'United Slurps of America'

United Slurps of America: road trip edition

After a hiatus of slurpin’ the states, We’re back on the task, tasting these five bottles We picked up while driving through the Midwest. Wish Us (and our palates) luck. Stay tuned for the He said / She said reviews next week.

Wait, Elderberry wine?

United Slurps of America: Colorado

Every state in the US produces wine. Why not taste them? We’re doing just that…welcome to the United Slurps of America. The next stop on Our tasting tour: Colorado.

We spent the weekend in Palm Springs celebrating Her something-th birthday with a bunch of Our friends. We packed up the puppy, swimming attire, minimal clothing, and maximal wine and headed to Our rented Mid-Century Modern house. Included in the wine suitcase were 2 Colorado bottles sent to Us from Boulder Creek Winery that we would sip between dips in the heated pool.

In addition to Our friends celebrating with Us in Palm Springs, We tasted with Kyle of Colorado Wine Press. We are grateful to Kyle for making all of the arrangements with Boulder Creek Winery and flattered that he contacted Us to be involved in the project. Kyle tastes and writes about wines from around the world on his blog, but there is a local slant that we appreciate as he covers the burgeoning Colorado wine industry. As Kyle puts it, “The Colorado wine industry is a rapidly growing teenager…with now nearly 100 wineries.”

100 wineries? Who knew? Colorado is, of course, known for beer with the world’s largest brewery in Golden… the “Silver Bullet” and all that. However, there are two AVA’s located in Colorado which produced a rather large variety of varietals. The Riesling and a Cabernet Sauvignon from we received are from the Front Range growing region.

Boulder Creek Winery is a family owned business run by Jackie, Mike, and Will Thompson. Jackie, the primary winemaker, holds a degree in Plant and Soil Science, and was a home winemaker for years. Likewise, her husband Mike, a former wine steward and life-time wine aficionado, has been an avid home brewer for decades. Their son Will acts as assistant winemaker and is responsible for the winery’s award-winning Riesling…one of the many awards and accolades the winery has earned since its inception in 2003.

Gen Y Riesling, Boulder Creek Winery, 2009 (sample, $16)

She said: When tasting I always start with the color, swirl the wine around a bunch, give it many sniffs, and then taste (yes…swirl, smell, slurp). This wine is rewarding on all fronts. A pretty, bright golden yellow and highly aromatic and perfumey with honey, ripe pear, pineapple, and other tropical notes. I would happily dab a few drops behind the ears, like a favorite perfume. The aromas continue onto the palate with the addition of the tell-tale Riesling flavors of petrol and minerals. There is enough acid to prevent the wine from being too cloying or sweet, but there is obvious residual sugar. Highly enjoyable and surprisingly refined for the price. The nose is simply gorgeous…I happily sniffed and sniffed before each sip.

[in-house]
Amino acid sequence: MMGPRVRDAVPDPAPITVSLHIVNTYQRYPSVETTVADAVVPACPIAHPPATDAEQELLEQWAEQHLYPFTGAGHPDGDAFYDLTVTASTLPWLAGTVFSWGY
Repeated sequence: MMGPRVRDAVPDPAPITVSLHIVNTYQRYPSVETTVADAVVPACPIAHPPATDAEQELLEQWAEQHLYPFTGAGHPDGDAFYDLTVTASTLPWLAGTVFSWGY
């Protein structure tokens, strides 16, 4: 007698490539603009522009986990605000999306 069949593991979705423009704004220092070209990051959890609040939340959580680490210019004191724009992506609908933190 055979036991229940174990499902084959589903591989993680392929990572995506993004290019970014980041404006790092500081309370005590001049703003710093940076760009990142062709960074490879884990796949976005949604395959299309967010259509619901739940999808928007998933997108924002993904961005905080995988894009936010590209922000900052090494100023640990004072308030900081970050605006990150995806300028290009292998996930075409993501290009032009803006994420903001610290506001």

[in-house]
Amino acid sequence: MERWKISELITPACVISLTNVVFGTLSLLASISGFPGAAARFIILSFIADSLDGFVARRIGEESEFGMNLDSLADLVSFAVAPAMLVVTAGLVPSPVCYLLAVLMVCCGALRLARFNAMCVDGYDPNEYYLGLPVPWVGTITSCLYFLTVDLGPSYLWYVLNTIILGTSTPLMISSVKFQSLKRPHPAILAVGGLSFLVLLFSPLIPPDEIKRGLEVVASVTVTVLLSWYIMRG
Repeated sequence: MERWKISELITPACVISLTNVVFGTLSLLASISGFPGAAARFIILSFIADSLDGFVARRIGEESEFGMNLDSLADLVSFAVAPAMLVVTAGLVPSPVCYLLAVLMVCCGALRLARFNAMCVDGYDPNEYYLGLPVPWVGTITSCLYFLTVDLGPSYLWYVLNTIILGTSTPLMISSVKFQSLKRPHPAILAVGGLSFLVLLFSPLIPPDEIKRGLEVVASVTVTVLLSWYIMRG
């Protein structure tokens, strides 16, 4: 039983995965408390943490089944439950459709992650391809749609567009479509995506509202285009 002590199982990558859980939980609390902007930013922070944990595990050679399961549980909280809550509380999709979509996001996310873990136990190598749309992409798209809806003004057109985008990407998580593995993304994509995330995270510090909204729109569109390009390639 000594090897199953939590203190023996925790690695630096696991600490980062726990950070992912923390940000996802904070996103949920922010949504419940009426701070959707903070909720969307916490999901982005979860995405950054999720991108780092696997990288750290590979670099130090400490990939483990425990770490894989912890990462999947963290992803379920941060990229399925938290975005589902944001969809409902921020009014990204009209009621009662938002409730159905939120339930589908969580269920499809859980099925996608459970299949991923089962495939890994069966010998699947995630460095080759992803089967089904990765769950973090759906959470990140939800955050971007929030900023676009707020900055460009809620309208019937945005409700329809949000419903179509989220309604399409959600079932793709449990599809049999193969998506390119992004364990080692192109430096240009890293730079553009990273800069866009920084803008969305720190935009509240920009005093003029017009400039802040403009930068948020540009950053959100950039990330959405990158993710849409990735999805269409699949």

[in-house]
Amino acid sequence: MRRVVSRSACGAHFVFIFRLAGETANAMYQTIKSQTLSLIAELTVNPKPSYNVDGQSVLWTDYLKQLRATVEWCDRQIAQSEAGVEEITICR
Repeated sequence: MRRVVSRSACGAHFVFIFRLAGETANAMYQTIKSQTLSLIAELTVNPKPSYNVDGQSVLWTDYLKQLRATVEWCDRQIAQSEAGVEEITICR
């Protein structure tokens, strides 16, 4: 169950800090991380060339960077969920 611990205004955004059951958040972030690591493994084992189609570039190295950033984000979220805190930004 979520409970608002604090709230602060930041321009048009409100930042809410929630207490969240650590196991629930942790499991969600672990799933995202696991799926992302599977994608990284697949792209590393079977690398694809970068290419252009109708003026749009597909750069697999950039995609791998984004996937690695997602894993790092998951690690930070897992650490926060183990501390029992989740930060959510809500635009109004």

He said: Not knowing what varietals We were receiving from Colorado, my thought when seeing the bottle of Riesling was, “Oh, that makes sense.” Not exactly from a cold Rocky Mountain stream, but a varietal I equate with colder regions. This wine is all about the nose, very aromatic. Honey, pineapple and pear, and I can smell it with my face 5 inches from the glass. In the mouth, the honey continues, and some minerality. A little too sweet for me to drink much of this, but all-in-all a very nice wine (and a great value for $16).

Colorado Wine Press Said: This wine was actually made by Will Thompson, Mike and Jackie’s 20-year old son. Will has been instrumental in winery operations since its inception in 2003. Last year, winemaker and mother, Jackie, decided to give Will a bit more authority in the winery’s operation and allowed him to choose one wine to make from start to finish by himself (with mom closely watching, of course). Will chose Riesling, the winemaking tradition was passed down to the next generation and the 2009 Gen Y was born. This pale yellow Riesling is very aromatic. Citrus, pineapple and ever-so-slight petrol aromas emanate from the glass. The Gen Y is medium sweet with honey and Asian pear on the forepalate. This sweetness is followed by good acidity of citrus and piña colada flavors briefly on the midpalate. Minerality and Riesling’s characteristic petrol rounds out the finish. This first wine by a first-time winemaker provides a good balance of sweetness and acidity. The nose is just fantastic. It is a touch too sweet for my preference, but overall it is a very good wine.

Cabernet Sauvignon, Boulder Creek Winery, 2007 (sample, $24)